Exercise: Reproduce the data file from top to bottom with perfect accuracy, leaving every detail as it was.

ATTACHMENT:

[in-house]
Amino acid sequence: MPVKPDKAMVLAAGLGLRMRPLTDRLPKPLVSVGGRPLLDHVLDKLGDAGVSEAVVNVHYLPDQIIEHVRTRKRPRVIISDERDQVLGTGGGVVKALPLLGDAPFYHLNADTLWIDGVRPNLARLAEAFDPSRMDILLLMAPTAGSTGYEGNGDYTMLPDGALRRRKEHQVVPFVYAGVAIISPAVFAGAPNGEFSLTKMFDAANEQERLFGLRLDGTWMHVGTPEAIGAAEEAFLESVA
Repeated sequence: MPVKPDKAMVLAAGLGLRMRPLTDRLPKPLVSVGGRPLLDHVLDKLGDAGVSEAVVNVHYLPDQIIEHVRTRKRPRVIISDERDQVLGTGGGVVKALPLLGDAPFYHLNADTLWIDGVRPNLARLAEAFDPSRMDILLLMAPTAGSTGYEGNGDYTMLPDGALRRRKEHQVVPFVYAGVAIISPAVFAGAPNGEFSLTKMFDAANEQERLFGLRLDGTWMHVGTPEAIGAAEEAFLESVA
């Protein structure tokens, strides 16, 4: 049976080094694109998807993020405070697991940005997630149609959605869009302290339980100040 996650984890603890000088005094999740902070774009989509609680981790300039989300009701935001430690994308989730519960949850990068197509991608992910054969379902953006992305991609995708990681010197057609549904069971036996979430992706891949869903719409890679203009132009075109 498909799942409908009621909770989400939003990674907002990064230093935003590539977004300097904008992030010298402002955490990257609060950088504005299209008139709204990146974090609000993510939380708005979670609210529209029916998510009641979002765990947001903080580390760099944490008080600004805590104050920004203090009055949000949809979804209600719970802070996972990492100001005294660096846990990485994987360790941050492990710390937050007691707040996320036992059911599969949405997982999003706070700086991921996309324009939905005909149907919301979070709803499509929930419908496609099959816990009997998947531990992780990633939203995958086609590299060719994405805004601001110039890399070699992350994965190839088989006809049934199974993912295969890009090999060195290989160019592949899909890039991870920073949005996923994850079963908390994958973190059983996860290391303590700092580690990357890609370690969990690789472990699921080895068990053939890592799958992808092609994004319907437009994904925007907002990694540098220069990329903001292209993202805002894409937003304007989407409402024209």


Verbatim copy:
[in-house]
Amino acid sequence: MPVKPDKAMVLAAGLGLRMRPLTDRLPKPLVSVGGRPLLDHVLDKLGDAGVSEAVVNVHYLPDQIIEHVRTRKRPRVIISDERDQVLGTGGGVVKALPLLGDAPFYHLNADTLWIDGVRPNLARLAEAFDPSRMDILLLMAPTAGSTGYEGNGDYTMLPDGALRRRKEHQVVPFVYAGVAIISPAVFAGAPNGEFSLTKMFDAANEQERLFGLRLDGTWMHVGTPEAIGAAEEAFLESVA
Repeated sequence: MPVKPDKAMVLAAGLGLRMRPLTDRLPKPLVSVGGRPLLDHVLDKLGDAGVSEAVVNVHYLPDQIIEHVRTRKRPRVIISDERDQVLGTGGGVVKALPLLGDAPFYHLNADTLWIDGVRPNLARLAEAFDPSRMDILLLMAPTAGSTGYEGNGDYTMLPDGALRRRKEHQVVPFVYAGVAIISPAVFAGAPNGEFSLTKMFDAANEQERLFGLRLDGTWMHVGTPEAIGAAEEAFLESVA
């Protein structure tokens, strides 16, 4: 049976080094694109998807993020405070697991940005997630149609959605869009302290339980100040 996650984890603890000088005094999740902070774009989509609680981790300039989300009701935001430690994308989730519960949850990068197509991608992910054969379902953006992305991609995708990681010197057609549904069971036996979430992706891949869903719409890679203009132009075109 498909799942409908009621909770989400939003990674907002990064230093935003590539977004300097904008992030010298402002955490990257609060950088504005299209008139709204990146974090609000993510939380708005979670609210529209029916998510009641979002765990947001903080580390760099944490008080600004805590104050920004203090009055949000949809979804209600719970802070996972990492100001005294660096846990990485994987360790941050492990710390937050007691707040996320036992059911599969949405997982999003706070700086991921996309324009939905005909149907919301979070709803499509929930419908496609099959816990009997998947531990992780990633939203995958086609590299060719994405805004601001110039890399070699992350994965190839088989006809049934199974993912295969890009090999060195290989160019592949899909890039991870920073949005996923994850079963908390994958973190059983996860290391303590700092580690990357890609370690969990690789472990699921080895068990053939890592799958992808092609994004319907437009994904925007907002990694540098220069990329903001292209993202805002894409937003304007989407409402024209």